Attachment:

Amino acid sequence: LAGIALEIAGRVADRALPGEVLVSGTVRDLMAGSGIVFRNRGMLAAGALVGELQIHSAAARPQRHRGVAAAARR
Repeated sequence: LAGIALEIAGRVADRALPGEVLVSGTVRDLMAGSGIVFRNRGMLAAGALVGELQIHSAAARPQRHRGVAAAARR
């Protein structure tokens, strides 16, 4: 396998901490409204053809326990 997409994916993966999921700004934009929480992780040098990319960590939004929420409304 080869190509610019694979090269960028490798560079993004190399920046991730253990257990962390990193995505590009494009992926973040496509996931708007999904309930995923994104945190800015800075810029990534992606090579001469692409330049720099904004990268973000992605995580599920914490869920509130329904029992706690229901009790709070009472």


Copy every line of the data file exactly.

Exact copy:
Amino acid sequence: LAGIALEIAGRVADRALPGEVLVSGTVRDLMAGSGIVFRNRGMLAAGALVGELQIHSAAARPQRHRGVAAAARR
Repeated sequence: LAGIALEIAGRVADRALPGEVLVSGTVRDLMAGSGIVFRNRGMLAAGALVGELQIHSAAARPQRHRGVAAAARR
């Protein structure tokens, strides 16, 4: 396998901490409204053809326990 997409994916993966999921700004934009929480992780040098990319960590939004929420409304 080869190509610019694979090269960028490798560079993004190399920046991730253990257990962390990193995505590009494009992926973040496509996931708007999904309930995923994104945190800015800075810029990534992606090579001469692409330049720099904004990268973000992605995580599920914490869920509130329904029992706690229901009790709070009472």